Written on the 25 June 2014 by Laura Daquino


WHILE still tinged with an element of conservatism, a positive air is surrounding the Brisbane legal market in light of this year’s salary review.

A CBD full of cranes and the movement of interstate firms to the region are positive signs – but improvements are coming in patches and this year’s salary bands are testament to this.

Brisbane recruitment expert Alex Correa (pictured bottom left) says there is still a wide disparity in salaries as some firms are coming off successive years of salary freezes, while others have continued with increasing their employees pay checks by 6-10 per cent.

This is coherent with the 2014 Hays Legal Salary Guide, which reports increases are mostly minimal and employees who are hoping for a rise should be prepared to come under strict promotional criteria.

According to Correa, it may be the firms least expected that are offering higher levels of remuneration.

“It may be expected for national mid-tier firms to have a lower salary for a particular year level compared to top-tier firms – and the salary review surveys may also suggest that – but I am noticing the reverse occurring in some cases,” she says.

“Mid-tiers are battling it out for top-tier talent and securing it because some top-tiers had implemented salary freezes while they haven’t.”

Clarissa Rayward (pictured bottom right), director of Brisbane Family Law Centre, agrees with Correa in that it is often only a perception that bigger firms remunerate with bigger pay checks.

“Judging from my own firm, speaking with other Brisbane lawyers, and also reading the salary surveys, I am finding there isn’t as significant of a difference between salaries as people may think,” says Rayward, who operates a boutique practice of five lawyers.

“In light of the competitive market, the gap is narrowing as every firm is trying to attract the best talent.

Rayward says she is confident about the direction of the market and has put on another lawyer this year, raising her practicing staff to five.

“While it’s not always a positive sign for the community, family law practitioners are in much higher demand now in Brisbane than they were a year ago.”

Alex Correa adds to this and says the Brisbane legal market has shown significant signs of improvement overall, particularly in the past six months.
She says the market’s recovery seems to have accelerated during this time, even if some areas are still in a holding pattern.

“It is a far better market now and has improved dramatically in the past six months in particular.

“However, you can’t generalise for all areas of law – some Brisbane firms have experienced really positive growth while others are still finding it quite challenging.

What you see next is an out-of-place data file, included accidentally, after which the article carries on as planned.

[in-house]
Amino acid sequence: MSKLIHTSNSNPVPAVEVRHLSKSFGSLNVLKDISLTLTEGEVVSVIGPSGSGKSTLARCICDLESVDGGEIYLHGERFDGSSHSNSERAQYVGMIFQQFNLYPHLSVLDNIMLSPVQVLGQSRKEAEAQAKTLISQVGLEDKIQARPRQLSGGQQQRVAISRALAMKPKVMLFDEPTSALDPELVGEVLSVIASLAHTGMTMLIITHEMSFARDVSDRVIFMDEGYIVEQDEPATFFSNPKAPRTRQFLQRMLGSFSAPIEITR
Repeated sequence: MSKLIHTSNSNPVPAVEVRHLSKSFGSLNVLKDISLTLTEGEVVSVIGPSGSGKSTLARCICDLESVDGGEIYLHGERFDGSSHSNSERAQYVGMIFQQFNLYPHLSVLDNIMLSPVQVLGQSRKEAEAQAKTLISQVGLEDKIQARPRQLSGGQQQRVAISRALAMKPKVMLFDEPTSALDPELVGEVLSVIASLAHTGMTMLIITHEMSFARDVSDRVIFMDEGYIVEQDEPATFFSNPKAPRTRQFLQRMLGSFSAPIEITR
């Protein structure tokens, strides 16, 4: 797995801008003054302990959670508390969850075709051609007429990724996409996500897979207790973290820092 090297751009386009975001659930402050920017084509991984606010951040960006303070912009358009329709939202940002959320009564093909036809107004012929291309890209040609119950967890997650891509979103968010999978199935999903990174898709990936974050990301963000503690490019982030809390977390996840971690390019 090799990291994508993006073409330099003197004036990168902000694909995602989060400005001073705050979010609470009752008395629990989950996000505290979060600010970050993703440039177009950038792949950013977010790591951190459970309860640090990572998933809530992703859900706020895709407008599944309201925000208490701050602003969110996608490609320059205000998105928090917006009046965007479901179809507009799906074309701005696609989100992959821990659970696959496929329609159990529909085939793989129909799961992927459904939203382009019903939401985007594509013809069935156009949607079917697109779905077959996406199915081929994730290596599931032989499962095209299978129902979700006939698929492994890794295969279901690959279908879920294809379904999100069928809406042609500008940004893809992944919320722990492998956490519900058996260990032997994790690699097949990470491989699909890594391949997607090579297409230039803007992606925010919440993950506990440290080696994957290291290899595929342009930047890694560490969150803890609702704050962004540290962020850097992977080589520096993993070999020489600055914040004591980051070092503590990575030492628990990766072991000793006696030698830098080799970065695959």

“There is definitely patchiness in the market which is impacting on hiring decisions and I suspect will also impact on salary increases this year.”

The 2014 Hays Legal Salary Guide assessed firms from the entire Australian legal market to report growing demand in banking, finance, technology and in-house law.

On the local front, Correa says there are greater levels of activity in property, construction and infrastructure legal markets – a sign of the times.

“You only need to look at the Brisbane skyline and see the number of cranes to understand why these areas are picking up speed.

“These developments buoy the spirits of lawyers in these fields of work and are driving greater levels of confidence in firms.”

Litigation law is also on the recruitment train in Brisbane, driven by demand from larger insurance companies and interstate firms moving into the region.

“Boutique and medium sized firms are recruiting in this space as insurance companies review panels and tighten operations from a fee point of view.

“Interestingly, we are also seeing some southern firms who have been really strong in insurance moving to Brisbane, such as Lander & Rogers and Wotton + Kearney.

“This is going to mean a change for the insurance legal market in Brisbane and we are already seeing demand from some of those newer players in terms of growth.”

On the contrary, Correa says there is less recruitment happening locally in corporate and commercial law, but suspects this “may not be too far off”.

Considering the inconsistent market, she advises legal practitioners that it is currently invaluable to have a solid understanding of their skillset and what they can offer a firm.

“It’s a market where you want to understand your value as a lawyer otherwise you could fall behind from a remuneration perspective.”

Author: Laura Daquino Connect via: Twitter LinkedIn





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